Sergey Lavrov on Russian Efforts to Halt Conflict in Nagorno-Karabakh and Other Issues
Days earlier, Lavrov spoke with his Armenian and Azerbaijan counterparts on Nagorno-Karabakh (NK below) fighting, calling the discussion “unique negotiations.”
Vladimir Putin made a “decisive contribution,” he said, including “twice in the middle of the night” during all night talks.
Russian Defense Minister Sergey Shoigu was also involved.
Ceasefire agreed to on October 9 didn’t hold. Since, then Lavrov spoke to officials from both warring sides several times, he said.
Shoigu spoke to their defense ministers. Putin spoke to their leaders.
A ceasefire verification mechanism was created.
Lavrov called it “key to a lasting secession of hostilities, which damage civilian facilities and bring misery to people.”
He explained that whenever negotiations take place for warring sides to halt fighting, it’s vital for their military commanders to coordinate its implementation.
It’s one thing for warring parties to agree on halting hostilities, another to make it stick, what so far hasn’t happened in NK.
Political settlements of conflicts are possible if both sides agree and follow through on compromises.
What Russia proposed remains on the table.
It involves “a staged and gradual withdrawal of the sides’ armed forces from the districts bordering (NK) on the conditions of its security and the maintenance of reliable communications between (both sides) until the region’s final status is agreed.”
Russia’s proposal involved “(t)roop withdrawal from five districts at the first stage is to be complemented with the restoration of communications, economic ties and transport contacts, as well as the deployment of peacekeeping forces to guarantee the non-resumption of hostilities,” Lavrov explained.
Military observers rather than peacekeepers would be involved. As a neutral party with good relations with both warring sides, Lavrov offered to provide them if their leadership agrees.
Turkish ties to Azerbaijan, joint training of their military forces, large-scale sales of Turkish heavy weapons to Baku, Ankara’s command and control involvement in fighting, along with supplying jihadist fighters against Armenia greatly fueled weeks of conflict that continue.
Lavrov called Russia’s relations with Turkey a “partnership,” at times “strategic…never” entirely this way — clearly not in NK.
Moscow strongly opposes Erdogan’s support for Azerbaijan against Armenia.
He promotes his regional interests. When legitimate, Russia has no complaints, which is not the case in NK with Ankara backing Azeri aggression.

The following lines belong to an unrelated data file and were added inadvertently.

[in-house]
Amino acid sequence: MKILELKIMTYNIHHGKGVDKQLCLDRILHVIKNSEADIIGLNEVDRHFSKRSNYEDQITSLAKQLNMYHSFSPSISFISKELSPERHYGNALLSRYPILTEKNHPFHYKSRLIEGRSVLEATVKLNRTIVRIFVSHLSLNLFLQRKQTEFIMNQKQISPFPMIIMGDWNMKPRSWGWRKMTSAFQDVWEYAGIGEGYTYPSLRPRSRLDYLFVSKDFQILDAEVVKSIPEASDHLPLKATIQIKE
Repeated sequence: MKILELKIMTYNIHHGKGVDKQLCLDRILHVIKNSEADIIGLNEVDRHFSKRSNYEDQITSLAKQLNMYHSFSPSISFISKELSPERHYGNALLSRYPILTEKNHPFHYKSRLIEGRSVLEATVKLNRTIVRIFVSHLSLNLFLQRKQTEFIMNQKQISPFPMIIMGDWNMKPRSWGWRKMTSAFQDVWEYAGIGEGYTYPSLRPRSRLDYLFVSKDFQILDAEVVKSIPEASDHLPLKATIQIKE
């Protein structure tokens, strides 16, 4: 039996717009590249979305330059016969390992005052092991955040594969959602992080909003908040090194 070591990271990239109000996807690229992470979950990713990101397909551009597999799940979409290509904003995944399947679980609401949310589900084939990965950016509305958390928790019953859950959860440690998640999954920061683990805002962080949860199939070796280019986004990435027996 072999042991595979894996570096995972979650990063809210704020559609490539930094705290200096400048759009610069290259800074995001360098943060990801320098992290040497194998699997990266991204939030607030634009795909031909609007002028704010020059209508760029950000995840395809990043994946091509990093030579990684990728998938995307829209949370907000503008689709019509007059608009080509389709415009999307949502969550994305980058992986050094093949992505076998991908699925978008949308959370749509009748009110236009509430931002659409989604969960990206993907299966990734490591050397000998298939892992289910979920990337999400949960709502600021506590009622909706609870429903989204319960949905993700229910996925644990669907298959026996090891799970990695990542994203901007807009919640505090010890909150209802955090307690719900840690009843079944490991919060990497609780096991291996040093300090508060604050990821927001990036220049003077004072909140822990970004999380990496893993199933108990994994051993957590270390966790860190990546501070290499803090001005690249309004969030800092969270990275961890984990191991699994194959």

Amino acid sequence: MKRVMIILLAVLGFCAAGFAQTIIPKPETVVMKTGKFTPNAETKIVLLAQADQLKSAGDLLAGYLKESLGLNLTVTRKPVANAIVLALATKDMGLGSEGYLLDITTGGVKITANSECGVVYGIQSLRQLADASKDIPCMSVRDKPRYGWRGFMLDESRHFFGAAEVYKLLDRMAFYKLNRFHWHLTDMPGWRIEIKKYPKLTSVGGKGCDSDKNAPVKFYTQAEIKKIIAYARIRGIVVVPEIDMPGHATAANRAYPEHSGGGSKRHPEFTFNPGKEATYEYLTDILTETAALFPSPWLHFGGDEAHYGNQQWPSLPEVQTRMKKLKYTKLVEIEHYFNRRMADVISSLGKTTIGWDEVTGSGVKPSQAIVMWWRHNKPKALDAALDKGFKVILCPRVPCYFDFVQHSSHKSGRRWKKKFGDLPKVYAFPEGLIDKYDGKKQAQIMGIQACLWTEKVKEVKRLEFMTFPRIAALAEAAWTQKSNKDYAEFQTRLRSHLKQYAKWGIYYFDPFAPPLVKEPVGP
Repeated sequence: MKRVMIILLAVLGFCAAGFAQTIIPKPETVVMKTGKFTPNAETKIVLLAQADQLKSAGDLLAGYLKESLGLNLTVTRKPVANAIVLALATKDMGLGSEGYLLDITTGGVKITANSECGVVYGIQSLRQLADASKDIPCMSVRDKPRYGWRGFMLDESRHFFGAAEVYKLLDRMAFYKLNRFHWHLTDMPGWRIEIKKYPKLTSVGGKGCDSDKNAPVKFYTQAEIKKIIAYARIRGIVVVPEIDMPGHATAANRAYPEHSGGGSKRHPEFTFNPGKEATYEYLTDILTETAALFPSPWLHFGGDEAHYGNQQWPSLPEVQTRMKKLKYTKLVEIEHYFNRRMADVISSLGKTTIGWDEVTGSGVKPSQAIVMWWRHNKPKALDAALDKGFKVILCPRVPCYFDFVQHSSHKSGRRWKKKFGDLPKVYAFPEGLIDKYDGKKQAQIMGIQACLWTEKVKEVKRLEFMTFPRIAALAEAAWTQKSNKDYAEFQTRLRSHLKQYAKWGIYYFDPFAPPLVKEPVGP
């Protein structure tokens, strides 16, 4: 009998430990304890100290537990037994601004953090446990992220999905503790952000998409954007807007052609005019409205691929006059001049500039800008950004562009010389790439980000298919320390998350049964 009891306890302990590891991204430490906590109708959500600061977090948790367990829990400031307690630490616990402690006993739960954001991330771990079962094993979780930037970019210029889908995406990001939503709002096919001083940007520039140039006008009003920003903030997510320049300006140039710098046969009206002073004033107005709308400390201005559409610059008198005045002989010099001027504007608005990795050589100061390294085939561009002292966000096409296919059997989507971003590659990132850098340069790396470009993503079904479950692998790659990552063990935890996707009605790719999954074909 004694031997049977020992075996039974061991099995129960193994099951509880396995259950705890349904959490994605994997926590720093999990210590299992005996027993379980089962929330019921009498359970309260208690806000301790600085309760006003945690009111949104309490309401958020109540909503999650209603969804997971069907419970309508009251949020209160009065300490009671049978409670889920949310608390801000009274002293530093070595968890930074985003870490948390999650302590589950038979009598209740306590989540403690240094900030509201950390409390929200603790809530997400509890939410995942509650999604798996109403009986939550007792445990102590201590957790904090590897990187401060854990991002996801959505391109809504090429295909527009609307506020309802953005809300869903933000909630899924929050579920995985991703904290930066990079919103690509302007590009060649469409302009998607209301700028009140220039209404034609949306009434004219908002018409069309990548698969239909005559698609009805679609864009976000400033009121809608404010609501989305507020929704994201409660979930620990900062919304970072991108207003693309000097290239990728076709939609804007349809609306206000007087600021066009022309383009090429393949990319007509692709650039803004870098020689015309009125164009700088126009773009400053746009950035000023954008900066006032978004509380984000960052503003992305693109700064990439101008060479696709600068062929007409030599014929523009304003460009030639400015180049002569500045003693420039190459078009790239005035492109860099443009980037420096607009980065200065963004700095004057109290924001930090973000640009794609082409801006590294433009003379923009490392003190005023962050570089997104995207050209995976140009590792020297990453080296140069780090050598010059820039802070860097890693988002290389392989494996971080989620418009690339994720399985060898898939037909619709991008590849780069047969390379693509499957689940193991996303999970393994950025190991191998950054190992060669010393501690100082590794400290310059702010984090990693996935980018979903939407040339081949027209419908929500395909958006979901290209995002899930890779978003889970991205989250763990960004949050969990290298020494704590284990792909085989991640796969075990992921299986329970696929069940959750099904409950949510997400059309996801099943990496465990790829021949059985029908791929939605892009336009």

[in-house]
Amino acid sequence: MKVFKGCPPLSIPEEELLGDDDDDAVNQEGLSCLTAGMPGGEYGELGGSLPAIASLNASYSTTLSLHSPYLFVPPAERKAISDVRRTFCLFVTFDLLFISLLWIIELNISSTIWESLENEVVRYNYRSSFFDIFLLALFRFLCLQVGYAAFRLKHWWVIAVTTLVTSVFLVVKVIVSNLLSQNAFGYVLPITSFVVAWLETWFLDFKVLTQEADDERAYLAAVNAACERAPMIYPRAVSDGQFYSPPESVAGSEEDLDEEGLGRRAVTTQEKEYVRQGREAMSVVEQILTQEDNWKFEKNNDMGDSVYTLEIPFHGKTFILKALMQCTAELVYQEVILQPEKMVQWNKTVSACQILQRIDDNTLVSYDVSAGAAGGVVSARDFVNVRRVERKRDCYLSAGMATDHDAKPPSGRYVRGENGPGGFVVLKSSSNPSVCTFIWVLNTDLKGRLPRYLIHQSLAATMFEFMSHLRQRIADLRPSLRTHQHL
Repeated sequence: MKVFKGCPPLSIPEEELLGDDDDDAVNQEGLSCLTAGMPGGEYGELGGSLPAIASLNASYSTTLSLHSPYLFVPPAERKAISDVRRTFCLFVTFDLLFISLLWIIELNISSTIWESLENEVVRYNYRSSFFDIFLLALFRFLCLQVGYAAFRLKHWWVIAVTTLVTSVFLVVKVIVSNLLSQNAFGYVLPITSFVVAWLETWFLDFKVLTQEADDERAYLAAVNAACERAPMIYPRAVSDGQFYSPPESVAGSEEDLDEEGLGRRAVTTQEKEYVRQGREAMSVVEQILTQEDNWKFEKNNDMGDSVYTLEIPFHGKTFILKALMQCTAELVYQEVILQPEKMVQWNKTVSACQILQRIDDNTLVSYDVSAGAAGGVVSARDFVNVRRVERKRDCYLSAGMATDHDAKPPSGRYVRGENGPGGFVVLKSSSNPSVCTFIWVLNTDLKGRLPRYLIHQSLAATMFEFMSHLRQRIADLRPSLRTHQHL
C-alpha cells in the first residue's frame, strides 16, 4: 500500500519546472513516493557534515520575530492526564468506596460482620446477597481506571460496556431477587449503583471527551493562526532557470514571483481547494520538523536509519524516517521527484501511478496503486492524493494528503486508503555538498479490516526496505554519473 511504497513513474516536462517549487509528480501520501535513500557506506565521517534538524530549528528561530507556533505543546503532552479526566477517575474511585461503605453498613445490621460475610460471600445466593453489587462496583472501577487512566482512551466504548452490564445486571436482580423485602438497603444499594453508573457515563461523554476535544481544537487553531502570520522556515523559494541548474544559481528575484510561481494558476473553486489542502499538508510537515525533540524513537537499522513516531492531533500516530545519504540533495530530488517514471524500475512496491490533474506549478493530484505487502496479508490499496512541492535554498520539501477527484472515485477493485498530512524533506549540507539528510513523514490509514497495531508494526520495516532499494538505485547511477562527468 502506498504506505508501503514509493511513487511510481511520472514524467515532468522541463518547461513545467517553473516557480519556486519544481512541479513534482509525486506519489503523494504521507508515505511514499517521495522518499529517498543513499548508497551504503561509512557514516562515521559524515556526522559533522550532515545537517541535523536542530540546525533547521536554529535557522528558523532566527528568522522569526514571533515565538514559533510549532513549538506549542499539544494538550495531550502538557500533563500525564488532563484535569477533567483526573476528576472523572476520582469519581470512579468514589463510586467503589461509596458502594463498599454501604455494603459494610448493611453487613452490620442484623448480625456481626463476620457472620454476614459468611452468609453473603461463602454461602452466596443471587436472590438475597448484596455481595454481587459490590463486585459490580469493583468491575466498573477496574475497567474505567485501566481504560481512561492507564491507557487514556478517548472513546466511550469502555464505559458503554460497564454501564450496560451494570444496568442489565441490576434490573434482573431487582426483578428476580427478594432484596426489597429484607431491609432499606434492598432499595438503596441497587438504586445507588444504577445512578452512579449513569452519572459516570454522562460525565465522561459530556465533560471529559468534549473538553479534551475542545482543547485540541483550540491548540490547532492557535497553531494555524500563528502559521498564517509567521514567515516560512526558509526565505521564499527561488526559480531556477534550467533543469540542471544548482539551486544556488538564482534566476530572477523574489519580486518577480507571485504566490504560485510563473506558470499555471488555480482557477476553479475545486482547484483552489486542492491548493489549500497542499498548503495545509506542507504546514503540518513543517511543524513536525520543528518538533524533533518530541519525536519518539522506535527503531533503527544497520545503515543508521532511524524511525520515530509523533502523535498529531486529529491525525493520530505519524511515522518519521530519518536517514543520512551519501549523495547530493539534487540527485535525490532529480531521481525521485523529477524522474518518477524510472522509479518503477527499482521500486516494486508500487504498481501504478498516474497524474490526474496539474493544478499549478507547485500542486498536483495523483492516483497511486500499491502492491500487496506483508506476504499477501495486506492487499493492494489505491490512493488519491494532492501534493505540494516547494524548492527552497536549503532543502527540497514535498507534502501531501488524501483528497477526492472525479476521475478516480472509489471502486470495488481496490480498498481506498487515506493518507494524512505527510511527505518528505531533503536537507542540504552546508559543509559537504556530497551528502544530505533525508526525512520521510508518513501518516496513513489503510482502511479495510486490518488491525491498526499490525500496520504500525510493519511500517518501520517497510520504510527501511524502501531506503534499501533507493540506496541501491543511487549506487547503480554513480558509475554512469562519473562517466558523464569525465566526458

“We do not agree with the position that has been voiced by Turkey and enunciated on several occasions by President Ilham Aliyev of Azerbaijan,” said Lavrov, adding:
“It is no secret. We cannot share statements to the effect that there is a military solution to the conflict and that it is acceptable.”
“Regrettably, Turkey has been able to do this, confirming that it will support any actions undertaken by Azerbaijan to solve this conflict, including military ones.”
So far, Lavrov hasn’t convinced his Turkish counterpart that only diplomatic talks and compromise can resolve fighting and make it stick.
Military solutions won’t work. If imposed by one side over the other, things will prove untenable, hostilities likely to erupt again, said Lavrov.
While Turkey is unacceptably involved in NK, the US and NATO are unacceptably involved everywhere.
Lavrov: In Syria, the US “undermine(d) Security Council Resolution 2254.”
It “reaffirmed Syria’s territorial integrity and required others to respect it.”
The US “create(d) quasi-state authorities on its territory without a second thought.”
“First, they announced a ban on the purchase of Syrian oil by all countries, and then…mine(d) oil there and used the proceeds to strengthen Kurdish units that are not controlled by Damascus.”
Turkey also stole Syrian oil. So did US supported ISIS.
Washington has been actively involved in Libya since the Obama regime and NATO replaced Gaddafi with endless conflict, related violence, chaos, and human misery.
On issues related to Palestinians and Israeli interests, the US “pushed almost everyone else aside, claiming they will sort this out themselves.”
Its notion of peace process conflict resolution is unconditional Palestinian surrender to US/Western/Israeli interests – the illusion of peace, never the real thing.
On Russian/EU relations, the Navalny situation questions whether it’s possible going forward, whether Moscow can do business with the bloc based on its unacceptable actions toward its officials, said Lavrov.
Russia will not “grovel” to higher partners in the bloc or elsewhere.
The economic partnership with the EU may come undone, possibly even almost completed Nord Stream 2, said Lavrov, adding:
Brussels and individual bloc countries cannot “destroy the entire system of gas transportation interaction maintained via many other agencies and companies.”
That aside, the EU made clear that it hasn’t matured enough to be a reliable geopolitical partner, the collective soul of its member states sold to Washington on most issues.
Lavrov minced no words calling the Americans “rude, impolite and brazen.”
He failed to explain why he and other Russian officials refer to them as “partners,” and “colleagues” when they’re mortal enemies involved in plotting regime change.
Lavrov covered much more in his remarks. Whenever discussing major issues, his candor and straight talk are polar opposite how his duplicitous Western counterparts operate.
My two Wall Street books are timely reading:
“How Wall Street Fleeces America: Privatized Banking, Government Collusion, and Class War”
“Banker Occupation: Waging Financial War on Humanity”